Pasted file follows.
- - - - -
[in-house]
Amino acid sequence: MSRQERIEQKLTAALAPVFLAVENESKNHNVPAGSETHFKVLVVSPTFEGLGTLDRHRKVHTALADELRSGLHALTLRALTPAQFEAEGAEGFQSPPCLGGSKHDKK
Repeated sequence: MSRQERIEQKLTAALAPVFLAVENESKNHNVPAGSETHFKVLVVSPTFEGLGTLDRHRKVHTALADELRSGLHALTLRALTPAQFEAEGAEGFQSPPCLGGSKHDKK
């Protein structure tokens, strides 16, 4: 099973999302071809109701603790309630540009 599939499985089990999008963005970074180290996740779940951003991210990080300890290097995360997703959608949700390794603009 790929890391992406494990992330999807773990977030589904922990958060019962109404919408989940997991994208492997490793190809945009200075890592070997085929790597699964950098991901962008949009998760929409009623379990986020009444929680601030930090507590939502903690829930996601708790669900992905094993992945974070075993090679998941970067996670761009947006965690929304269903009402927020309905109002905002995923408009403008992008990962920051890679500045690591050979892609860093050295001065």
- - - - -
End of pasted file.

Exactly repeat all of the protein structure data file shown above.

[in-house]
Amino acid sequence: MSRQERIEQKLTAALAPVFLAVENESKNHNVPAGSETHFKVLVVSPTFEGLGTLDRHRKVHTALADELRSGLHALTLRALTPAQFEAEGAEGFQSPPCLGGSKHDKK
Repeated sequence: MSRQERIEQKLTAALAPVFLAVENESKNHNVPAGSETHFKVLVVSPTFEGLGTLDRHRKVHTALADELRSGLHALTLRALTPAQFEAEGAEGFQSPPCLGGSKHDKK
């Protein structure tokens, strides 16, 4: 099973999302071809109701603790309630540009 599939499985089990999008963005970074180290996740779940951003991210990080300890290097995360997703959608949700390794603009 790929890391992406494990992330999807773990977030589904922990958060019962109404919408989940997991994208492997490793190809945009200075890592070997085929790597699964950098991901962008949009998760929409009623379990986020009444929680601030930090507590939502903690829930996601708790669900992905094993992945974070075993090679998941970067996670761009947006965690929304269903009402927020309905109002905002995923408009403008992008990962920051890679500045690591050979892609860093050295001065």